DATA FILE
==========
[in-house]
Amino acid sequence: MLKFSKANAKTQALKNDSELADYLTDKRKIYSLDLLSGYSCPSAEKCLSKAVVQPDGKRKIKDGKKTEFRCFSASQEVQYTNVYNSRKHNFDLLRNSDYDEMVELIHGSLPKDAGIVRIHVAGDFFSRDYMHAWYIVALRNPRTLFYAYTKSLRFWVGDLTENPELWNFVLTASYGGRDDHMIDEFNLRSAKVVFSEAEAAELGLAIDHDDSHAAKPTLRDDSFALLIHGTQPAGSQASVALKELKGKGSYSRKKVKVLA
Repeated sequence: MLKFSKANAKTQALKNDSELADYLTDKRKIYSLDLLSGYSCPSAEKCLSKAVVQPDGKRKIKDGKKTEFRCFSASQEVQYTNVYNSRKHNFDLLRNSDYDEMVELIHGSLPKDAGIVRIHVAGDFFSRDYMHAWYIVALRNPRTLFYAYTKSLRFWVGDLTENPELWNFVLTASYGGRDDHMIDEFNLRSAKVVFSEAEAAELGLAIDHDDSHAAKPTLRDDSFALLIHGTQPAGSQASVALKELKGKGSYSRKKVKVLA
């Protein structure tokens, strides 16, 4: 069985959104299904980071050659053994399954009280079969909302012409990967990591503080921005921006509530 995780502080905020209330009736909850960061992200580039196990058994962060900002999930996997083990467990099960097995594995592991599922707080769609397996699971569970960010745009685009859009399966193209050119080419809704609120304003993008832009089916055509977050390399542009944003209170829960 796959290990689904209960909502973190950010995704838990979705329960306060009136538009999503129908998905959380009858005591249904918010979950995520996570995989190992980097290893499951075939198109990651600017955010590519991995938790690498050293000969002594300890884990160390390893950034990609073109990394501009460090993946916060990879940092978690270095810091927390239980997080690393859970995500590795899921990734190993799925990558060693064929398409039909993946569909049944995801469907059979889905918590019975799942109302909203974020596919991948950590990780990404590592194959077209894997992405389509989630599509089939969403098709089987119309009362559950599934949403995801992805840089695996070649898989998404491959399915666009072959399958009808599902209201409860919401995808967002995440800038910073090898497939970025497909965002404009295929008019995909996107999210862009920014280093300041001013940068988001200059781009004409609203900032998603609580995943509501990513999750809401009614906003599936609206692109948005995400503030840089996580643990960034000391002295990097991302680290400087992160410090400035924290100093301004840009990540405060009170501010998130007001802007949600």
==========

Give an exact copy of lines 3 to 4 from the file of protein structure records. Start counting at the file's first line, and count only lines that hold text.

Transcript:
Repeated sequence: MLKFSKANAKTQALKNDSELADYLTDKRKIYSLDLLSGYSCPSAEKCLSKAVVQPDGKRKIKDGKKTEFRCFSASQEVQYTNVYNSRKHNFDLLRNSDYDEMVELIHGSLPKDAGIVRIHVAGDFFSRDYMHAWYIVALRNPRTLFYAYTKSLRFWVGDLTENPELWNFVLTASYGGRDDHMIDEFNLRSAKVVFSEAEAAELGLAIDHDDSHAAKPTLRDDSFALLIHGTQPAGSQASVALKELKGKGSYSRKKVKVLA
């Protein structure tokens, strides 16, 4: 069985959104299904980071050659053994399954009280079969909302012409990967990591503080921005921006509530 995780502080905020209330009736909850960061992200580039196990058994962060900002999930996997083990467990099960097995594995592991599922707080769609397996699971569970960010745009685009859009399966193209050119080419809704609120304003993008832009089916055509977050390399542009944003209170829960 796959290990689904209960909502973190950010995704838990979705329960306060009136538009999503129908998905959380009858005591249904918010979950995520996570995989190992980097290893499951075939198109990651600017955010590519991995938790690498050293000969002594300890884990160390390893950034990609073109990394501009460090993946916060990879940092978690270095810091927390239980997080690393859970995500590795899921990734190993799925990558060693064929398409039909993946569909049944995801469907059979889905918590019975799942109302909203974020596919991948950590990780990404590592194959077209894997992405389509989630599509089939969403098709089987119309009362559950599934949403995801992805840089695996070649898989998404491959399915666009072959399958009808599902209201409860919401995808967002995440800038910073090898497939970025497909965002404009295929008019995909996107999210862009920014280093300041001013940068988001200059781009004409609203900032998603609580995943509501990513999750809401009614906003599936609206692109948005995400503030840089996580643990960034000391002295990097991302680290400087992160410090400035924290100093301004840009990540405060009170501010998130007001802007949600």